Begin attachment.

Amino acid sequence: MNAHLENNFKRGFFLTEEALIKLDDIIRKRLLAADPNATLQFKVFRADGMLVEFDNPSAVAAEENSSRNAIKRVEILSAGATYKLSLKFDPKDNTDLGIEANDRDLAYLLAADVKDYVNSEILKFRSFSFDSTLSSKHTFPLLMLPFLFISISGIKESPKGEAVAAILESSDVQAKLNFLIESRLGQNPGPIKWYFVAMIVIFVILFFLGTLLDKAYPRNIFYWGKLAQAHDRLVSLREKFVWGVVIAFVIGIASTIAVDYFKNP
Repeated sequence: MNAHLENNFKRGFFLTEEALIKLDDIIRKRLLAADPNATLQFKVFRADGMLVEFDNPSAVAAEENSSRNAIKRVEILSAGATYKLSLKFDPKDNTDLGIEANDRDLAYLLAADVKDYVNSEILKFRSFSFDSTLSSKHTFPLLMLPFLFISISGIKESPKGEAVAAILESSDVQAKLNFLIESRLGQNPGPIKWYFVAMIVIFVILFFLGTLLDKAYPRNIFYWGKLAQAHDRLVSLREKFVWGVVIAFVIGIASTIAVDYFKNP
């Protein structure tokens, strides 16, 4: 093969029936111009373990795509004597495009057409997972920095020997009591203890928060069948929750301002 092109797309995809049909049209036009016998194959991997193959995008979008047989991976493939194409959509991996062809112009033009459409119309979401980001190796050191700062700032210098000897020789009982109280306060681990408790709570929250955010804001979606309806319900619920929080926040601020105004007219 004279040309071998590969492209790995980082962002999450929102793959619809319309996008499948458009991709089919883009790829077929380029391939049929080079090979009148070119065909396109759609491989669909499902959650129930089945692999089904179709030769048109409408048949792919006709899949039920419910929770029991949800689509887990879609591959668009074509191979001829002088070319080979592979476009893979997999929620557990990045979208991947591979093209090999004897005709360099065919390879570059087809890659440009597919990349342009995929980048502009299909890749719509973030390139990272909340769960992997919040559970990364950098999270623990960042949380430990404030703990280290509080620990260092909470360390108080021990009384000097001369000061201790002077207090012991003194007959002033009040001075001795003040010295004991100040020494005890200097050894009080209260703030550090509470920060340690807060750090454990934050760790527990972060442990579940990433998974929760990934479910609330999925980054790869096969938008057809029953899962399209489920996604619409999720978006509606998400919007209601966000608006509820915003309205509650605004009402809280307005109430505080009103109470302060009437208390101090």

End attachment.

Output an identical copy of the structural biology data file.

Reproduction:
Amino acid sequence: MNAHLENNFKRGFFLTEEALIKLDDIIRKRLLAADPNATLQFKVFRADGMLVEFDNPSAVAAEENSSRNAIKRVEILSAGATYKLSLKFDPKDNTDLGIEANDRDLAYLLAADVKDYVNSEILKFRSFSFDSTLSSKHTFPLLMLPFLFISISGIKESPKGEAVAAILESSDVQAKLNFLIESRLGQNPGPIKWYFVAMIVIFVILFFLGTLLDKAYPRNIFYWGKLAQAHDRLVSLREKFVWGVVIAFVIGIASTIAVDYFKNP
Repeated sequence: MNAHLENNFKRGFFLTEEALIKLDDIIRKRLLAADPNATLQFKVFRADGMLVEFDNPSAVAAEENSSRNAIKRVEILSAGATYKLSLKFDPKDNTDLGIEANDRDLAYLLAADVKDYVNSEILKFRSFSFDSTLSSKHTFPLLMLPFLFISISGIKESPKGEAVAAILESSDVQAKLNFLIESRLGQNPGPIKWYFVAMIVIFVILFFLGTLLDKAYPRNIFYWGKLAQAHDRLVSLREKFVWGVVIAFVIGIASTIAVDYFKNP
């Protein structure tokens, strides 16, 4: 093969029936111009373990795509004597495009057409997972920095020997009591203890928060069948929750301002 092109797309995809049909049209036009016998194959991997193959995008979008047989991976493939194409959509991996062809112009033009459409119309979401980001190796050191700062700032210098000897020789009982109280306060681990408790709570929250955010804001979606309806319900619920929080926040601020105004007219 004279040309071998590969492209790995980082962002999450929102793959619809319309996008499948458009991709089919883009790829077929380029391939049929080079090979009148070119065909396109759609491989669909499902959650129930089945692999089904179709030769048109409408048949792919006709899949039920419910929770029991949800689509887990879609591959668009074509191979001829002088070319080979592979476009893979997999929620557990990045979208991947591979093209090999004897005709360099065919390879570059087809890659440009597919990349342009995929980048502009299909890749719509973030390139990272909340769960992997919040559970990364950098999270623990960042949380430990404030703990280290509080620990260092909470360390108080021990009384000097001369000061201790002077207090012991003194007959002033009040001075001795003040010295004991100040020494005890200097050894009080209260703030550090509470920060340690807060750090454990934050760790527990972060442990579940990433998974929760990934479910609330999925980054790869096969938008057809029953899962399209489920996604619409999720978006509606998400919007209601966000608006509820915003309205509650605004009402809280307005109430505080009103109470302060009437208390101090």